stretto Sun 14-Apr-13 19:52:20

Hi Blistory
Well, I found this text on the Law Society of Scotland journal, which I think explains it. I'm not a lawyer, so your interpretation would be helpful.

b) When buying from an insolvency practitioner a client will normally buy the property “as it stands”. Given the status of the law and the very limited rights to challenge a liquidator’s or receiver’s title it is unlikely that a Letter of Obligation would give very much additional benefit. Subject to the comments in the next paragraph, if the searches are up to date there is very little further that can go wrong.

Solicitors for an insolvency practitioner should be encouraged to give such letters of obligation since they are not subject to any loading or excess if it is in the classic format, although in a commercial transaction the “contracting out” situation could apply. Some receivers’ solicitors are concerned that there might be a “Sharp v Thomson” type disposition in a drawer, delivered but unrecorded. The Keeper has confirmed that he will not exclude indemnity on that ground and the insurers do not add any further loading or penalty, although they do expect the lawyer acting for the receiver at least to make enquiries of the former directors (even though there may be no response.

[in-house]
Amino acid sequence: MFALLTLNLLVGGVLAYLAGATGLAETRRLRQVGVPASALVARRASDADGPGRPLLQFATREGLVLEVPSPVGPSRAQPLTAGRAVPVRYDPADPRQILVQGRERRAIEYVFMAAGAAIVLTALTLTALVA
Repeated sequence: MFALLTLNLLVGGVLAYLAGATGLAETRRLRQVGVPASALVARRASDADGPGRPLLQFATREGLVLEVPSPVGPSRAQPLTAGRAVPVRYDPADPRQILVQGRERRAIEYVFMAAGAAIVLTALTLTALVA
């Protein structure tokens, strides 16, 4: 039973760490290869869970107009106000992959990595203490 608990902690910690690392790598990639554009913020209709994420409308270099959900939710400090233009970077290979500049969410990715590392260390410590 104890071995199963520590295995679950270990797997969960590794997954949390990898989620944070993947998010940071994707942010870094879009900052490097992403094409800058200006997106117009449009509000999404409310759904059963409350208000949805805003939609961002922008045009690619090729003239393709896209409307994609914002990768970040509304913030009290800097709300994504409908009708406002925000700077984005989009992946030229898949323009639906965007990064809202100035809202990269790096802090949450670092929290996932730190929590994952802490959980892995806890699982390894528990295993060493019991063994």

However, where the purchaser is granting an obligation to the lender’s solicitors following such a sale there is no penalty under the master policy just because there is no “back to back” obligation from the receiver’s solicitor, so long as that (purchaser to lender) obligation complies with the “classic” rules.

Blistory Sun 14-Apr-13 21:31:56

The guidance from the Law Society supports my view that something has gone wrong on the part of your solicitors. The concern is that a liquidator selling property might not necessarily know about a transaction that happened before his appointment but has not yet been recorded in the Land Register and might sell the property when he really doesn't have Title to do so. Fairly easy for your solicitor to check on your behalf and let you know the risk. If you're happy with the risk, it's up to you as the client to proceed. There was no risk to his firm. Which kind of supports your concern that something was happening in the background that you didn't know about. No way should they have acted for 2 parties given the circumstances. It's worth getting answers particularly if you've paid them but you're going to struggle to prove any financial loss. They appear to have acted unprofessionally but whether it was negligence or fraud or incompetence is very difficult to prove. I would think that a formal complaint might, if nothing else, discourage them from such poor client care.

stretto Mon 15-Apr-13 11:08:48

Thank you Blistory. Do you think the Law Society of Scotland would take a complaint seriously? We have a paper trail the length of an arm (well quite literally half the length of a forearm!). More generally, does the Law Society ever penalise crooked lawyers?

Blistory Mon 15-Apr-13 16:49:41

The Law Society isn't directly involved so you would need to go through the Scottish Legal Complaints Commission. I've had mixed feedback on the outcomes but you've paid fees for a professional service that you haven't received so yes, I think it's worth it. It might just be the scare they need to tighten up their attitudes.